Ramucirumab Shows Promise as Addition to First-Line Chemotherapy for NSCLC

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(ChemotherapyAdvisor) – Adding ramucirumab to first-line platinum chemotherapy for non-small cell lung cancer (NSCLC) shows promising rates of progression-free survival (PFS) and tolerable toxicities, according to two Eli Lilly-funded Phase 2 studies presented at the European Society for Medical Oncology (ESMO) 2012 Congress in Vienna, Austria. 

Interim analyses of PFS, tolerability, and safety supported further study of ramucirumab as a potential addition to first-line platinum-based chemotherapy and pemetrexed for patients with nonsquamous-cell NSCLC, the authors concluded.

"We are encouraged by these results from two Phase II trials indicating ramucirumab may be beneficial to patients with non-small cell lung cancer," said Richard Gaynor, MD, vice president for product development and medical affairs at Lilly Oncology. "These findings support our ongoing evaluation of ramucirumab for lung cancer patients and will need to be confirmed in larger pivotal studies."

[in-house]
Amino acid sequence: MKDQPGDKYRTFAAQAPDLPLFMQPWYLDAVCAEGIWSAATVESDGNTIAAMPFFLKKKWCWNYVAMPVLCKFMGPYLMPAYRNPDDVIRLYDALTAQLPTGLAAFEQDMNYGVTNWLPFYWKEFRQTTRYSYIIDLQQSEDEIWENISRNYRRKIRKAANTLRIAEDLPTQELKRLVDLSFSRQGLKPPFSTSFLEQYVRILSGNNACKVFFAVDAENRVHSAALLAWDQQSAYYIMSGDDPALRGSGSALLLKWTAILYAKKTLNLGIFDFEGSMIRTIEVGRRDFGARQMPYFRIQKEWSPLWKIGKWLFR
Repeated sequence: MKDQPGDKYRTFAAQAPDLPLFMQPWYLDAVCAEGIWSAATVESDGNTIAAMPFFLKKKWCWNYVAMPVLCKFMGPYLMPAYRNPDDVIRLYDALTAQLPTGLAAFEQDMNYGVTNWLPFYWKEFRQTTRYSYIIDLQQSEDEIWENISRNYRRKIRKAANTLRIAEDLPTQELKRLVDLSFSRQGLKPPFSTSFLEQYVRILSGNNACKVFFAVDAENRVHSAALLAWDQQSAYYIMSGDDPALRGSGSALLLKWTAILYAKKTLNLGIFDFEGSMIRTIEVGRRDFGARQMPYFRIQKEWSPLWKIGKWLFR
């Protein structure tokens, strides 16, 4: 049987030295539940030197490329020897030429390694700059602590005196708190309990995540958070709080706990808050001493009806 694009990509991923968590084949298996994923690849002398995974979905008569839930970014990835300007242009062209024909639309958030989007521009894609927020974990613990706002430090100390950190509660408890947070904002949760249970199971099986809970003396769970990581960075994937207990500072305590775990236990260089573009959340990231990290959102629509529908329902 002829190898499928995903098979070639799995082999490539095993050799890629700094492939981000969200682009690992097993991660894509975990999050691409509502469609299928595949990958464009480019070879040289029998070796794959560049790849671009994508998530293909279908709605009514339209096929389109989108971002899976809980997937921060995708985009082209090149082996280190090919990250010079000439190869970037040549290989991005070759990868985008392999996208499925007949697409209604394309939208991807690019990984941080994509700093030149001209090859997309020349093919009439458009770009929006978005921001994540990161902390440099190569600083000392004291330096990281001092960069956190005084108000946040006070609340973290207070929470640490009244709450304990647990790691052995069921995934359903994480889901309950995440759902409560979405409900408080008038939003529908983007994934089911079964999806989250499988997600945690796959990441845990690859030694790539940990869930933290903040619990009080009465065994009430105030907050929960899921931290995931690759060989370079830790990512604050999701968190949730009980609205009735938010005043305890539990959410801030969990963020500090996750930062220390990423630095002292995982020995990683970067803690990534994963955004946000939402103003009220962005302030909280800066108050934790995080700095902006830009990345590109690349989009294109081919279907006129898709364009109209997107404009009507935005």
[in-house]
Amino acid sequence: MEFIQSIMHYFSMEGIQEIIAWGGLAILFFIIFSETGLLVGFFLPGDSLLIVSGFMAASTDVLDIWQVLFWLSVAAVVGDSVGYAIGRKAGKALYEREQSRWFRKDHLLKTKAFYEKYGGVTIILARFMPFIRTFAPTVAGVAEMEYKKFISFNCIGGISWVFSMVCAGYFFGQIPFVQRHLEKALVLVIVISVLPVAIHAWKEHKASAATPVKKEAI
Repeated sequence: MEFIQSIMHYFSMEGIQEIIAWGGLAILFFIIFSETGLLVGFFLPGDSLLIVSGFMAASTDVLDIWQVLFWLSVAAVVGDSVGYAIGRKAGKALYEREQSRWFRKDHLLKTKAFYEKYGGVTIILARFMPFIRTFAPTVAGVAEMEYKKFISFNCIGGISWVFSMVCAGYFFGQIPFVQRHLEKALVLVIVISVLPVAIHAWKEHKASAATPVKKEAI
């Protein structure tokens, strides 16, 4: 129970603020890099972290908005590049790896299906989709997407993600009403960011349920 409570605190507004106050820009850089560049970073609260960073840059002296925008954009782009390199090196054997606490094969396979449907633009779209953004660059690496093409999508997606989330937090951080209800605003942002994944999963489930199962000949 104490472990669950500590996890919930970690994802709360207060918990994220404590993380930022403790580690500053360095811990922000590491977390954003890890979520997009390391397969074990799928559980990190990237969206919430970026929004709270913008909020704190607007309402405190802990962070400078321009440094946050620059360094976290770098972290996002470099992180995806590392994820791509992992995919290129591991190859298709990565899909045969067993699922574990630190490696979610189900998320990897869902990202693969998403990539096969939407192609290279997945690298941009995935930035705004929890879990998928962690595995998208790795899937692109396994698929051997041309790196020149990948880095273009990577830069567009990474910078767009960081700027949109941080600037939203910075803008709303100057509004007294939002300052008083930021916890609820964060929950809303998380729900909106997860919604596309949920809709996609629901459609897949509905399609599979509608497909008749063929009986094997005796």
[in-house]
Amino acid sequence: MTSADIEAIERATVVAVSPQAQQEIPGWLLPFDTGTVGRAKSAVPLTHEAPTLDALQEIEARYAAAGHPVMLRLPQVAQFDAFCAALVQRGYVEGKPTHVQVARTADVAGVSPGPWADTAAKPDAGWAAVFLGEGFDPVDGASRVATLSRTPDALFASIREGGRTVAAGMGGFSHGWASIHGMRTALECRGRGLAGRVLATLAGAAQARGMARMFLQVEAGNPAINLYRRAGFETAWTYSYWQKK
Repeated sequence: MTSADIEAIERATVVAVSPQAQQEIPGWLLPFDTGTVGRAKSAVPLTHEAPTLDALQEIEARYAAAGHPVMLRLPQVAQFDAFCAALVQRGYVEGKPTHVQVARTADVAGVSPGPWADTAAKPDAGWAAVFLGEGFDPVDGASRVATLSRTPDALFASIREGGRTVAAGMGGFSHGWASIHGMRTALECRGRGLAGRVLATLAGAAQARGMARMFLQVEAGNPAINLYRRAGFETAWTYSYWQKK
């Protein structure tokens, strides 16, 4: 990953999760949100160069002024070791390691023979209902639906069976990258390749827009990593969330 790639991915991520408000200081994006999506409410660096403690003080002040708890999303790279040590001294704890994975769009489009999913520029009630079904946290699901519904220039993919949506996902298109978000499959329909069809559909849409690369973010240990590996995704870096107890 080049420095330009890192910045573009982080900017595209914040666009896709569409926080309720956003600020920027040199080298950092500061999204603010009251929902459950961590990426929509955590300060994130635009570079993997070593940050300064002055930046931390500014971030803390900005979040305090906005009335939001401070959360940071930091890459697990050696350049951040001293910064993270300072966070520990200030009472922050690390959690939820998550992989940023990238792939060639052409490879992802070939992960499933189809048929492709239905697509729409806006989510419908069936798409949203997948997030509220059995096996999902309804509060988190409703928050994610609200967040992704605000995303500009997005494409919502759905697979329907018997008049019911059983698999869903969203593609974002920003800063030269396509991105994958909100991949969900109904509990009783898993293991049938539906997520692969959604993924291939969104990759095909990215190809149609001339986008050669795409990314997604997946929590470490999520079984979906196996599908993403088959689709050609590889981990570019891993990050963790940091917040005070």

The first study (ESMO Abstract #1245), a randomized open-label Phase 2 study of 140 chemotherapy-naive patients, assessed PFS among patients with advanced nonsquamous-cell NSCLC who received ramucirumab plus first-line chemotherapy.

Interim median PFS was 4.3 months for control-arm patients and 6.3 months for ramucirumab-arm patients (HR 0.48 [90% CI: 0.31-0.74]), the authors reported. Disease control rate (DCR) was 72% for control-arm patients and 87% for ramucirumab-arm patients, the authors reported.  

Grade 3 and higher toxicities for patients receiving ramucirumab included thrombocytopenia (22% vs 19% of control-arm patients); neutropenia (18% vs 17%); fatigue (12% vs 17%); anemia (10% vs 16%); hypertension (10% vs 1%); and nausea (10% vs 7%).

The second study (ESMO Abstract #1287) was an open-label Phase 2 study of 40 patients with advanced NSCLC, who were administered ramucirumab (10 mg/kg) plus paclitaxel (200mg/m2) and carboplatin (AUC=6) for up to six 3-week cycles, followed by maintenance ramucirumab. Median PFS was 7.85 months. Overall DCR (CR+PR+SD) was 90%, and PFS at 6 months was 59.0% (95% CI: 41.3%-72.9%), the authors reported. As with the first study, the most common Grade 3+ toxicities associated with ramucirumab were neutropenia (13%), thromboycytopenia (10%), and fatigue (8%); in the second study, febrile neutropenia was seen in 8% of patients receiving ramucirumab.

Ramucirumab is a human IgG1 monoclonal antibody receptor antagonist that blocks VEGF-A, VEGF-C, and VEGF-D interactions and receptor activation – inhibiting endothelial cell proliferation, migration, and vascular permeability. Six Phase 3 trials are currently underway for ramucirumab, the authors noted.

Abstracts (#1245, #1287)

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